The relationship between humans and canines goes back a long time, and in ancient Egypt, the god Anubis is seen with a jackal’s head. Our project advisor Dr. Salima Ikram says “Dogs are associated with Anubis. Anubis is one of my favorite gods. He’s the god of embalming, of mummification. Anubis is sort of a super-canid, so he’s a mixture of a dog, a fox, a wolf, and a jackal. One of the reasons they chose him is because if you go to a cemetery, what kind of animals do you see most? You see jackals. So, this is a way to keep you safe against the jackals. Anubis took the dead—he led their spirits–from the world of the living to the world of the dead. So he’s known as the “opener of the ways.” And of course dogs (and other canids) know their way through the desert paths, for hunting and tracking.”

AERA Dogs #1

AERA Dogs #1

AERA Dogs #2

AERA Dogs #2



How to Make a Camel by COSI

Author: Kate

Our exhibit fabricator for Lost Egypt was the Science Museum of Minnesota. The camel was subcontracted out to Blue Rhino Studio, who create amazing animal and architectural models.

The first step was to research what camels look like. While in Egypt, COSI photographer Brad Feinknopf paid a guard to let us photograph his guard camel while it was lying down, from all angles.

Camel Research #1

Camel Research #1

Camel Research #2

Camel Research #2

These photos and other research provided Blue Rhino Studio with front, side and back views of a camel, which they scaled to an average camel height, width and length based upon project advisor Jonathan Elias’ recollections and other photo research. From there, artist Jim Burt at Blue Rhino amalgamated the information, started sculpting and gave Sarah the Camel her personality.

Jim Burt was the main artist and had 2 to 3 people helping him. 2’ x 4’ x 8’ urethane foam blocks were glued and then carved and sanded to get the basic shape.

Sculpting #1

Sculpting #1

Sculpting #2

Sculpting #2

Sculpting #3

Sculpting #3

Sculpting #4

Sculpting #4

This was then covered with water-based fiberglass cloth similar to a paper mache’ process.

Fiberglass

Fiberglass

Then a water-based epoxy was applied over the fiberglass. The hair and detailing were added in the epoxy layer while it was in a soft putty state. The epoxy was then color-stained with base pigment colors and acrylic paint highlights were added after that.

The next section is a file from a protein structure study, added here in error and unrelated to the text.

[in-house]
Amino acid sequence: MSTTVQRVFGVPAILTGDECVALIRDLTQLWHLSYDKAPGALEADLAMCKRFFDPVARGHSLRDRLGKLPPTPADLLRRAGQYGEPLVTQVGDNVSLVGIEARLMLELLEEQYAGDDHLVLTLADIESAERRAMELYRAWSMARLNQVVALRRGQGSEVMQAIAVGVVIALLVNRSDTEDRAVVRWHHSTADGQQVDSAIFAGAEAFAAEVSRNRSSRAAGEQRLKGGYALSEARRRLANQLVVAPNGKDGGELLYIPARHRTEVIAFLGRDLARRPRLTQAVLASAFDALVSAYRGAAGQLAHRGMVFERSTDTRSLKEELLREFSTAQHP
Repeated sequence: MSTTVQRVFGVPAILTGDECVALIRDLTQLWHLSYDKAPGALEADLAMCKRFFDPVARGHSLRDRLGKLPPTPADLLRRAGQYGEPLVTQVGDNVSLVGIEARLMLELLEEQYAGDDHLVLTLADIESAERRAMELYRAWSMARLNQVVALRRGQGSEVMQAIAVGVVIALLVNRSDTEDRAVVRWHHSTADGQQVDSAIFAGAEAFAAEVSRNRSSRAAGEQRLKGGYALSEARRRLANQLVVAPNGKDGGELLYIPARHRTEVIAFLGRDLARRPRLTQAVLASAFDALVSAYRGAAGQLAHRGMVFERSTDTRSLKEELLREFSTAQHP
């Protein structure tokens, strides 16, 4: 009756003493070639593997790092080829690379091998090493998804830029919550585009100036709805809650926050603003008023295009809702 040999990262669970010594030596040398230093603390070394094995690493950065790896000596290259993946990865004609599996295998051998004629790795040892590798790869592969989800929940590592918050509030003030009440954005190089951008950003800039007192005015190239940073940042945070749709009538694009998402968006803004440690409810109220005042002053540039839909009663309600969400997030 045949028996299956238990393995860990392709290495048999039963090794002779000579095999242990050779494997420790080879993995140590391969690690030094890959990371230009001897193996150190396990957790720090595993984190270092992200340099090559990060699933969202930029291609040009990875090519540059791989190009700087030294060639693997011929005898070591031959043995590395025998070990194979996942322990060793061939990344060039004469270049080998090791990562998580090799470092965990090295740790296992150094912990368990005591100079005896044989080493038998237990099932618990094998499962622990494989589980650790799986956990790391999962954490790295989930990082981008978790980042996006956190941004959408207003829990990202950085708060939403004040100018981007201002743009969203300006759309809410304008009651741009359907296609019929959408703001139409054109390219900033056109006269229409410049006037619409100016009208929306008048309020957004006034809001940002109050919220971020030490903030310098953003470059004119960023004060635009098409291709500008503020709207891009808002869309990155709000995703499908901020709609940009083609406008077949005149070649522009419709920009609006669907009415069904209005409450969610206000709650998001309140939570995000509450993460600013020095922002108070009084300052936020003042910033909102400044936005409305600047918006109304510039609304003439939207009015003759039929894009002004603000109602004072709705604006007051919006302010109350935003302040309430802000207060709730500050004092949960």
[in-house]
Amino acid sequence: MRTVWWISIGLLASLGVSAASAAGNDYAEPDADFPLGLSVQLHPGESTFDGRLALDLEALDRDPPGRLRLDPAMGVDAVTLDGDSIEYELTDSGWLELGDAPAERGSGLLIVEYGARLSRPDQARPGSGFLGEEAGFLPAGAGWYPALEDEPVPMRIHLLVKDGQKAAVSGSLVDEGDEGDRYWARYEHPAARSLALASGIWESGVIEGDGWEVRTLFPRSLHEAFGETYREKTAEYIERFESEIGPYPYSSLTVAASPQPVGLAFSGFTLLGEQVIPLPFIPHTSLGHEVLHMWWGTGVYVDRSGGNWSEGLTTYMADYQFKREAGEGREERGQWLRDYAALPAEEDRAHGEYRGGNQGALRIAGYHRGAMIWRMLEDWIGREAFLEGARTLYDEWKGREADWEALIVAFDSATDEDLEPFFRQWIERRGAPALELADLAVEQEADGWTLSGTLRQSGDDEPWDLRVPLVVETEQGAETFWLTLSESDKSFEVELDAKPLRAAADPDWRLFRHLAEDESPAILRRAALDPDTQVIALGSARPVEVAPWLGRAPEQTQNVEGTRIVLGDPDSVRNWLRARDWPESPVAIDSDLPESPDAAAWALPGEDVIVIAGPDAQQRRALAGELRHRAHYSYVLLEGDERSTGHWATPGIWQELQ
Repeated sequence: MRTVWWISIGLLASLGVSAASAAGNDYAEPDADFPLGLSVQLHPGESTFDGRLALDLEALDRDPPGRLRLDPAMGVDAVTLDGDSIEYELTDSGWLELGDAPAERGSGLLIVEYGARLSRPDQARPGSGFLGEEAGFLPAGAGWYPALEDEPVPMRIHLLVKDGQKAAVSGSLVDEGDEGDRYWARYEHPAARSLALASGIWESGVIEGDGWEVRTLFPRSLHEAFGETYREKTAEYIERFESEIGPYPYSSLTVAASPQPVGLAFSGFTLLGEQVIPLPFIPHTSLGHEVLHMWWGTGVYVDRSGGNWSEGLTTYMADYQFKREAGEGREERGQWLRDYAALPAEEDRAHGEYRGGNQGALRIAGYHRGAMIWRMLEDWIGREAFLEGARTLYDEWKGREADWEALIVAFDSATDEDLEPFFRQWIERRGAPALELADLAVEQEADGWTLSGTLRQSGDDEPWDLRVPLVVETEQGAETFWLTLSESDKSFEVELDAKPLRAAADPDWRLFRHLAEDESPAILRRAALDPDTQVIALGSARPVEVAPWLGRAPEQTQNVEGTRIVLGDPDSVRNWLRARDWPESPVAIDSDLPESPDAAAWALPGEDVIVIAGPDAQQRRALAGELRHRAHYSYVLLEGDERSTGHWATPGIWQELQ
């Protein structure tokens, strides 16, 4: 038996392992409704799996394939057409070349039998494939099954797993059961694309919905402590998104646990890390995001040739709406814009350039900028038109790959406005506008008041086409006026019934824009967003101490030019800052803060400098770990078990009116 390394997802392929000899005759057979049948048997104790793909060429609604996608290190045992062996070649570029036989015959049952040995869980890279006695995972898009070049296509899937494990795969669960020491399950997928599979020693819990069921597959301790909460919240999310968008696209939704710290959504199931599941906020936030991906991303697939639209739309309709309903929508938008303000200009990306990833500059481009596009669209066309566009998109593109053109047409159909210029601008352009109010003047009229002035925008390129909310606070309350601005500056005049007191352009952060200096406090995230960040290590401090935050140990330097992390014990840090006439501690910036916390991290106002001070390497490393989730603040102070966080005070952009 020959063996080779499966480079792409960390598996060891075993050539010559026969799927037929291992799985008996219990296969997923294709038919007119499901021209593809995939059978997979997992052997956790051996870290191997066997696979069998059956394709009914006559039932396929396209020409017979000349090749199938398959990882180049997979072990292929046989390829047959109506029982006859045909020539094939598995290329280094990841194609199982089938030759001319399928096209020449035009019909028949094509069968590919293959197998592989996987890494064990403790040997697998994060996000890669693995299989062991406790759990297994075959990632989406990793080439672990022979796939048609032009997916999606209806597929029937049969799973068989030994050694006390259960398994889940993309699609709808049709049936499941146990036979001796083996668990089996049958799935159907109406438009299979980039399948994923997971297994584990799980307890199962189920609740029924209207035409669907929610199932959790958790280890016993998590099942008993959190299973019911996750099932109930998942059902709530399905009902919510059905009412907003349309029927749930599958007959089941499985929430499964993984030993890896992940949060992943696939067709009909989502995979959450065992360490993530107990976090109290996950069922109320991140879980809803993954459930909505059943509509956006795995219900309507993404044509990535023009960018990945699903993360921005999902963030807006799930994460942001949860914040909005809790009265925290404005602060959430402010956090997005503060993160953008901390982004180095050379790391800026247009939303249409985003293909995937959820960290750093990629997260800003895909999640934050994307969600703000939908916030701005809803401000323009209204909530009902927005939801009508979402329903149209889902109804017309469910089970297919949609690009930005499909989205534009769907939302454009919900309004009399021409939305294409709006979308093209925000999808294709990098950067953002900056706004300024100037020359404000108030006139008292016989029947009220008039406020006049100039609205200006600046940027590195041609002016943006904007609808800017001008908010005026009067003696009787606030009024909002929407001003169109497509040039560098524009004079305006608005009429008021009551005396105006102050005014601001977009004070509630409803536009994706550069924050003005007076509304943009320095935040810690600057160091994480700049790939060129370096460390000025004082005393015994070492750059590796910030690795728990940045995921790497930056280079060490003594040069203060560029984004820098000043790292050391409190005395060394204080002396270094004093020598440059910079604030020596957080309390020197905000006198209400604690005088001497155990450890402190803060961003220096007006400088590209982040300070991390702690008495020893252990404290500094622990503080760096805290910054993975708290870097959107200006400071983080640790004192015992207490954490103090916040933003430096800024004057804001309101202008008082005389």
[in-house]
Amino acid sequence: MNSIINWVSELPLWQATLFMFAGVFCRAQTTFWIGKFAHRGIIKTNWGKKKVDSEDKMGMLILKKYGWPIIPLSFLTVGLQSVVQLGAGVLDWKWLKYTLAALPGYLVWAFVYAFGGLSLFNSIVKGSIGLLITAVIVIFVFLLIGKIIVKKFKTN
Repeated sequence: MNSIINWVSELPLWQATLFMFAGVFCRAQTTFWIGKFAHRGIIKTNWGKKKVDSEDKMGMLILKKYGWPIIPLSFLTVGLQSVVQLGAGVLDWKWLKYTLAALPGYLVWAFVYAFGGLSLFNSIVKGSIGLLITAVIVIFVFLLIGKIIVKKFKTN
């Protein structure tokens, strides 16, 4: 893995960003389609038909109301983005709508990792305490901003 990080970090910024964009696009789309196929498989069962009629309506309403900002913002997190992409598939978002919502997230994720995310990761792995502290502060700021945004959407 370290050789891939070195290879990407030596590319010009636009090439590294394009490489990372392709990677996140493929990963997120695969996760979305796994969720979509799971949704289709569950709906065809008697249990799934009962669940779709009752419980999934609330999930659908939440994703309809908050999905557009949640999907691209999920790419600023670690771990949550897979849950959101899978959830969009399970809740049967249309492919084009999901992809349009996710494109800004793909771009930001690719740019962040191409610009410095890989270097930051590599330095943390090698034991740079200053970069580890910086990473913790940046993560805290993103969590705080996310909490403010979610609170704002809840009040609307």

Fiberglass and Paint

Fiberglass and Paint

The project from start to finish was estimated at 12 weeks, including the photo research, back-and-forth discussion, sculpting, modeling, painting, etc. The discussions were about things such as the camel’s size; whether it should be made of soft or hard material (in order to last the 6+ years that Lost Egypt will be touring, the camel needed to be sturdy); the angle of the head in order to make it more appealing and photogenic; the color of the fur; how to give the impression of those long eyelashes that camels have; and whether we could add an interactive feature to make the camel spit or grunt (unfortunately, the budget didn’t allow this!).

Face

Face

Body

Body

The neck and tail were reinforced with metal tubing and fiberglassed into the foam substructure. This made Sarah the Camel very durable.

The camels ears are bent metal covered with epoxy. The teeth are epoxy. The stirrups are metal – painted to look like leather straps and act as a step up to the camel.

Ears

Ears

Ears Finished

Ears Finished

Teeth

Teeth

The saddle is modeled upon photo research of camel saddles, with wood and metal frame construction. We added foam padding for comfort, a real middle eastern blanket and an underblanket replicated from pictures.

Blue Rhino Guys on Camel

Blue Rhino Guys on Camel

The materials used are all high quality and fire-rated, giving us a unique and sturdy ambassador for the Lost Egypt exhibit.

Finished Camel

Finished Camel

Blue Rhino on Camel

Blue Rhino on Camel

Camel at ASTC

Camel at ASTC



A Picture’s Worth a Thousand Words by COSI
March 20, 2009, 12:52 pm
Filed under: Construction News | Tags: , , ,

Author: Josh

We just received some pictures of the artifacts that are going to be featured in the exhibit, and they look gorgeous! A big thanks to the Brooklyn Museum, both for loaning us the artifacts for Lost Egypt and for the beautiful pictures.

One of the aspects of this show that I’m most excited about is how these artifacts are being used as a part of the show. For example, be sure to check out the image of the stele. At our hieroglyphics station guests will have the opportunity to both translate a portion of the text and to hear what it may have sounded like in ancient Egyptian. We’ll also have x-rays of some animal mummies and CT scans that encourage guests to search for amulets such as those included in the show. It’s a really unique way for guests to interact with these objects as both pieces of art and scientific tools. Plus, I just think it’s really cool.